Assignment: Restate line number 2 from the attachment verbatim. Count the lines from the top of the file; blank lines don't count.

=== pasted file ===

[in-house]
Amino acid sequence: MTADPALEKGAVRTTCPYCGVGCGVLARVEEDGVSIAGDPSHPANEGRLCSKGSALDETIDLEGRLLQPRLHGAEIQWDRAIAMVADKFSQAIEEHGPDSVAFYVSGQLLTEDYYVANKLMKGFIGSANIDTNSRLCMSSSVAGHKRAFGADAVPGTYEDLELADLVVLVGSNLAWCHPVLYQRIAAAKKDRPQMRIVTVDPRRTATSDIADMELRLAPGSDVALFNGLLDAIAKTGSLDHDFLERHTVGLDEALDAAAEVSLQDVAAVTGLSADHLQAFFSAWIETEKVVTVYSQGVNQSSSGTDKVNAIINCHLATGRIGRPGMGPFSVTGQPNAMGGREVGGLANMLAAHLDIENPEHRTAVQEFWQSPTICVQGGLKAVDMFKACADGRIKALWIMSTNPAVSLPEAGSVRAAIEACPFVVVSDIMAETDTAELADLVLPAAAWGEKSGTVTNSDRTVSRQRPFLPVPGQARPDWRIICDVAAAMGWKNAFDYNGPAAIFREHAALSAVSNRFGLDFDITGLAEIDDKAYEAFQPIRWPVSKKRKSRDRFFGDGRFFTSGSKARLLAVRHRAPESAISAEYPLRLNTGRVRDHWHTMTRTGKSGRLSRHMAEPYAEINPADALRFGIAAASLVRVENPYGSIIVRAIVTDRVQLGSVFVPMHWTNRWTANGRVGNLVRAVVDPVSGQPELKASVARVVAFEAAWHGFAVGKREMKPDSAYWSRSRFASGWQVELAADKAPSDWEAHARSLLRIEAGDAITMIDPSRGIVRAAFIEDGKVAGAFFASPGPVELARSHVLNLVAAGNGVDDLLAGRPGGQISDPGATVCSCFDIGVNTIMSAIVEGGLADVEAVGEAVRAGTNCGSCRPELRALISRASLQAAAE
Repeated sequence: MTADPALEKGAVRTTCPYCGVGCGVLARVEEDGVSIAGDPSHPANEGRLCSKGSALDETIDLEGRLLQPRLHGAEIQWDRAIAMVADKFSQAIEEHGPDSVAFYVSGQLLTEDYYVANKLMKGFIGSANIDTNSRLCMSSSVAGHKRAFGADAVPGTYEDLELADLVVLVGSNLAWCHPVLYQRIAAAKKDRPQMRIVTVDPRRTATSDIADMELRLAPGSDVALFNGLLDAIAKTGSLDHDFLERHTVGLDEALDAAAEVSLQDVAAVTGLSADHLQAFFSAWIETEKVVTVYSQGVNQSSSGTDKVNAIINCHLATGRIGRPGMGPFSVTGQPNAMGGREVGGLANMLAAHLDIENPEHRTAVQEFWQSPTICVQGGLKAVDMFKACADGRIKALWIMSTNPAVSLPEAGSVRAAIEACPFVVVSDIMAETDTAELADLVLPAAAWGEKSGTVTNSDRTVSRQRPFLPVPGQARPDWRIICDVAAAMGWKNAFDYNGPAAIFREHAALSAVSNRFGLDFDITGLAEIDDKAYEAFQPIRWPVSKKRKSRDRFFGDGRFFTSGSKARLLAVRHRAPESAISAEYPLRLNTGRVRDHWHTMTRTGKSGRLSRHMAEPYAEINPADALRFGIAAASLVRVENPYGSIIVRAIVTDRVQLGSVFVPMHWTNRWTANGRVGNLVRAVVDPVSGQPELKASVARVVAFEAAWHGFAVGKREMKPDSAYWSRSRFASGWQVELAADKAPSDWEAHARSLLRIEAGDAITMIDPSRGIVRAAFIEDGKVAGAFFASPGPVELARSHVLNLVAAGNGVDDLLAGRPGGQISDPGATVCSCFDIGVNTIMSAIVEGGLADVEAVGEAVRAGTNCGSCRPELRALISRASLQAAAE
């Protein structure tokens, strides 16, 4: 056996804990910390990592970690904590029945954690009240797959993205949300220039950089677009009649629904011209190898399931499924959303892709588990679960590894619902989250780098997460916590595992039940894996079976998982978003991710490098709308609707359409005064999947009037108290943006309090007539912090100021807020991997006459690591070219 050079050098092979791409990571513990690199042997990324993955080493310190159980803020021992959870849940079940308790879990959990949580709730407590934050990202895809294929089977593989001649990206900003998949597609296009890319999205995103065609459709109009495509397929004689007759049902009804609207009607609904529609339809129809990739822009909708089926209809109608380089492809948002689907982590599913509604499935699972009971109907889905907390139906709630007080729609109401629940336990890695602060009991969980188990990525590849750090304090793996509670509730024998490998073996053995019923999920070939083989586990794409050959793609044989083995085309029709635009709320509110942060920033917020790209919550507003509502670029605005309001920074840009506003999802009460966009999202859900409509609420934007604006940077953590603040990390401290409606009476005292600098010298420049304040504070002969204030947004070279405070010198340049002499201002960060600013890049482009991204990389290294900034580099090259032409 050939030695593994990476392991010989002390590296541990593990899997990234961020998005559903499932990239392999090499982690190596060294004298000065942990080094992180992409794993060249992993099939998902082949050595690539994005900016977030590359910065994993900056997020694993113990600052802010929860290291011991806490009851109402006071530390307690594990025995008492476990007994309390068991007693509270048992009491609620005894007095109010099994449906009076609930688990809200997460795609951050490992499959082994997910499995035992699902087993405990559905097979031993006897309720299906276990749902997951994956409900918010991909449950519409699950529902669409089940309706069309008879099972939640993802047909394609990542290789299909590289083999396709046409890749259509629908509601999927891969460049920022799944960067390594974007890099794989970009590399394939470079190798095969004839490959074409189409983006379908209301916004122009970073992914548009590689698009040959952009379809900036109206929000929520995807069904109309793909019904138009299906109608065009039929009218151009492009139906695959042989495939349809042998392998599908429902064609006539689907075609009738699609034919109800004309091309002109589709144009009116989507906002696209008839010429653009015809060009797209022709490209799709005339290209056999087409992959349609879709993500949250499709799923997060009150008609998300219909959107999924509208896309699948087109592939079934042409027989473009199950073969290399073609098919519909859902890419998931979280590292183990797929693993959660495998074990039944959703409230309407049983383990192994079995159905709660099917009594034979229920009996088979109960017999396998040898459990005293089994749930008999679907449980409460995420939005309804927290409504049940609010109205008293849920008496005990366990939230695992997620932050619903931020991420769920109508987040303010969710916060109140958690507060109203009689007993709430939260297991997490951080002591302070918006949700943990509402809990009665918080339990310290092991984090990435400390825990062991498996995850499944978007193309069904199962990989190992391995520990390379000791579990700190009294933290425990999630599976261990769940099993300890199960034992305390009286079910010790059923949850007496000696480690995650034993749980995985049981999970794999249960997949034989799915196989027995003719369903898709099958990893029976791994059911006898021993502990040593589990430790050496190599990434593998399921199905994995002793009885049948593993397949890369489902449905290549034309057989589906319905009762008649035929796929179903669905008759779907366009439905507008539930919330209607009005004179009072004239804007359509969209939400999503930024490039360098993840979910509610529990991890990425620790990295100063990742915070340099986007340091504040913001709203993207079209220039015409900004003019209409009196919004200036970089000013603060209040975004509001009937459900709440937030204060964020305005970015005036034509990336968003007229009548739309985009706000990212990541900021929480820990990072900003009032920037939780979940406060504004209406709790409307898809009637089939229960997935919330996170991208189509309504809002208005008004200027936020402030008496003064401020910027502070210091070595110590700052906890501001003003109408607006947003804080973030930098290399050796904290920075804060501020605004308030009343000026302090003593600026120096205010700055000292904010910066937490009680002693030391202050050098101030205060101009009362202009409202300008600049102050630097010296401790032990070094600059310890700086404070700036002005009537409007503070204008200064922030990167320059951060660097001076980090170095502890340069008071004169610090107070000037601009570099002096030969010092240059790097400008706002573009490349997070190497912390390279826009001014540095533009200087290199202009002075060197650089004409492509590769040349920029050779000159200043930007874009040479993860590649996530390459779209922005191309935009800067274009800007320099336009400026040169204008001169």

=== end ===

Amino acid sequence: MTADPALEKGAVRTTCPYCGVGCGVLARVEEDGVSIAGDPSHPANEGRLCSKGSALDETIDLEGRLLQPRLHGAEIQWDRAIAMVADKFSQAIEEHGPDSVAFYVSGQLLTEDYYVANKLMKGFIGSANIDTNSRLCMSSSVAGHKRAFGADAVPGTYEDLELADLVVLVGSNLAWCHPVLYQRIAAAKKDRPQMRIVTVDPRRTATSDIADMELRLAPGSDVALFNGLLDAIAKTGSLDHDFLERHTVGLDEALDAAAEVSLQDVAAVTGLSADHLQAFFSAWIETEKVVTVYSQGVNQSSSGTDKVNAIINCHLATGRIGRPGMGPFSVTGQPNAMGGREVGGLANMLAAHLDIENPEHRTAVQEFWQSPTICVQGGLKAVDMFKACADGRIKALWIMSTNPAVSLPEAGSVRAAIEACPFVVVSDIMAETDTAELADLVLPAAAWGEKSGTVTNSDRTVSRQRPFLPVPGQARPDWRIICDVAAAMGWKNAFDYNGPAAIFREHAALSAVSNRFGLDFDITGLAEIDDKAYEAFQPIRWPVSKKRKSRDRFFGDGRFFTSGSKARLLAVRHRAPESAISAEYPLRLNTGRVRDHWHTMTRTGKSGRLSRHMAEPYAEINPADALRFGIAAASLVRVENPYGSIIVRAIVTDRVQLGSVFVPMHWTNRWTANGRVGNLVRAVVDPVSGQPELKASVARVVAFEAAWHGFAVGKREMKPDSAYWSRSRFASGWQVELAADKAPSDWEAHARSLLRIEAGDAITMIDPSRGIVRAAFIEDGKVAGAFFASPGPVELARSHVLNLVAAGNGVDDLLAGRPGGQISDPGATVCSCFDIGVNTIMSAIVEGGLADVEAVGEAVRAGTNCGSCRPELRALISRASLQAAAE